United States Forever Stamp
Forever stamps are a type of Non-Denominated postage, which means there is no value listed on the stamp. Instead of a currency value, non-denominated stamps have either a letter, designating a "make-up" rate of an additional value unknown at the time of printing, or a class of mail service, such as first class, printed on them.
Forever stamps fall into the latter category of non-denominated stamps. They (in theory) will pay the postal rate for the delivery of the specified class of mail forever.
You may wonder why postal administrations would want to issue a stamp in which they will have to accept forever. There are several reasons why this type is stamp is offered:
United States Forever StampLately there has been a lot of publicity about so-called Forever stamps. With the United States issuing its first stamp of this type recently, it joins a growing list of countries offering these stamps.
- The stamps are produced in very high volumes, absorbing some of the setup costs of printing an issue for a limited run.
- Stamp designs do not have to be changed as often, meaning that the costs typically associated with new stamp creation can be reduced.
- The postal service saves money by not having to offer "make-up rate" stamps that have to be printed when postal rates go up. These stamps, or similar low-denomination stamps, must be issued so they can be added to existing stamps to make up the new postal rate.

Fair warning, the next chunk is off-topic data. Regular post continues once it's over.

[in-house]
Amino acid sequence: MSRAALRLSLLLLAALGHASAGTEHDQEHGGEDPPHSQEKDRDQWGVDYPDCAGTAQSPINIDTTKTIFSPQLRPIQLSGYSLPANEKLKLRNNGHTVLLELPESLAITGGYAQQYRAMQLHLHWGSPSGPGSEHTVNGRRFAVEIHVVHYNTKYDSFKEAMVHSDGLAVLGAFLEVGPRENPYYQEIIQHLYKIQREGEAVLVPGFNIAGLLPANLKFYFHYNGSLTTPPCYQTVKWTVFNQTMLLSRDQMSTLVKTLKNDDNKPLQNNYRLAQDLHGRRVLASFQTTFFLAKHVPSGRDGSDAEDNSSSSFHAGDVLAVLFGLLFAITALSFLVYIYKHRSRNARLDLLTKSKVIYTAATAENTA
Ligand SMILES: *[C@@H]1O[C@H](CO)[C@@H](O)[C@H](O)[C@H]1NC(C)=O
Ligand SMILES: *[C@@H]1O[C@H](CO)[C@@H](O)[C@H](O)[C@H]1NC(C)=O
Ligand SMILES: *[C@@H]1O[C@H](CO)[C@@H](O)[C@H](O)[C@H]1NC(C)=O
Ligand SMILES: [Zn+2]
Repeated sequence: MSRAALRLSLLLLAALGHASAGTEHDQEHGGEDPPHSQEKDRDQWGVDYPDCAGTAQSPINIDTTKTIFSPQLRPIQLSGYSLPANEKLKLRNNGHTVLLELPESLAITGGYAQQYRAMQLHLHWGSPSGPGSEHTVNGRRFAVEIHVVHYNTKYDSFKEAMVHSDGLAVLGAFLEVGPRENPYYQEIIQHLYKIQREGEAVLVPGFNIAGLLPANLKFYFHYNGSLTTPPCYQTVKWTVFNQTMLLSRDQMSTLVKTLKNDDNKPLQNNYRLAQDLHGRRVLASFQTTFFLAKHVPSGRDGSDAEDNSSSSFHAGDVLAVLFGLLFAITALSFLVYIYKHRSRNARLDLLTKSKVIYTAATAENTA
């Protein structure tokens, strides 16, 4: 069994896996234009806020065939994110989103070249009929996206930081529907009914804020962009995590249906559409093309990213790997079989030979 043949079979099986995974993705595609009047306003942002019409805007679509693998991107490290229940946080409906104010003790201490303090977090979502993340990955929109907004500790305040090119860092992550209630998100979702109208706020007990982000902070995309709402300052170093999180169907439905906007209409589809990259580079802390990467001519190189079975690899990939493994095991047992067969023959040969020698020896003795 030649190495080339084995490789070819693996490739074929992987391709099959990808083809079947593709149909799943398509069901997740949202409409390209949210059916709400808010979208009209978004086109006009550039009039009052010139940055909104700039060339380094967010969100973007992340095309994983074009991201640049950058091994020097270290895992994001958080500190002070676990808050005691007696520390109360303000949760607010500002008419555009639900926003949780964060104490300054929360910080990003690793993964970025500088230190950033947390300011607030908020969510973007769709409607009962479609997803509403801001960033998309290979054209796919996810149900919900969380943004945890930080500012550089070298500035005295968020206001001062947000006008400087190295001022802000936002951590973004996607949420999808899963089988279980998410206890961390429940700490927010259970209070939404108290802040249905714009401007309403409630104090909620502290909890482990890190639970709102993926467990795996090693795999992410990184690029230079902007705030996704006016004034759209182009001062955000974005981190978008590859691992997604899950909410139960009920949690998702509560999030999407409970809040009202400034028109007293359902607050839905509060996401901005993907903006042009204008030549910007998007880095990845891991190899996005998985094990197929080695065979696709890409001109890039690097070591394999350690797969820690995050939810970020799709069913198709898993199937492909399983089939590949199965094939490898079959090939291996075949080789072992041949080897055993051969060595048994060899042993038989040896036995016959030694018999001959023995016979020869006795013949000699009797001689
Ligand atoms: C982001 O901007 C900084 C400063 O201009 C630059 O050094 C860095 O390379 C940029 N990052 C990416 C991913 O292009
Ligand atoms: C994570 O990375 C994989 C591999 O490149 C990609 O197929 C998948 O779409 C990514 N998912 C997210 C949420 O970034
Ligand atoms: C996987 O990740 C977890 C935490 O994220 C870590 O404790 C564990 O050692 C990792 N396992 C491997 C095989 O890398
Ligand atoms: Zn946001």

- The postal service can use the money gained by "front-end sales" and collect interest on it before needing the money for expenses.
Some stamp collectors fear what forever stamps may do to the hobby, because they think that the postal service will issue the one stamp in perpetuity without changing the design or issuing new stamps. It is possible that this will occur; however, definitive stamp designs, such as for forever stamps, will change, if for no other reason than the thwart counterfeiters. Plus, stamp designs often have a political component to them and you can be sure that politicians will get involved and get their pet projects honored with stamps.
In fact, forever stamps may become collectible, if only for their variety. Since print runs of forever stamps will inevitably be large, there may be multiple printers used to fulfill demand. In addition, the stamps will probably be offered for several years at a time, and if the date is on the stamp, each new year provides a different, collectible version. Plus, the stamps will probably be offered as singles, panes, booklets, etc., and come in a variety of forms with various perforations. Eagle-eyed collectors may benefit by examining and noting the differences.
Forever stamps are not new. Great Britain began offering their equivalent, called Non-Value Indicated (NVI), in 1989. These stamps will soon begin their 20th year in existence and have proven to be collectible and very consumer-friendly.
The United States Postal Service offered their entry into forever stamps in May 2007 with a self-adhesive stamp depicting the famous Liberty Bell of Philadelphia, PA. The stamp has a wonderful depiction of the bell, and is as beautiful as it is simplistic. It is captioned "USA FIRST-CLASS FOREVER".
With U.S. postal rates due to go up in May, there are reports that sales of this stamp have skyrocketed, as consumers stockpile the stamp at today's cost.
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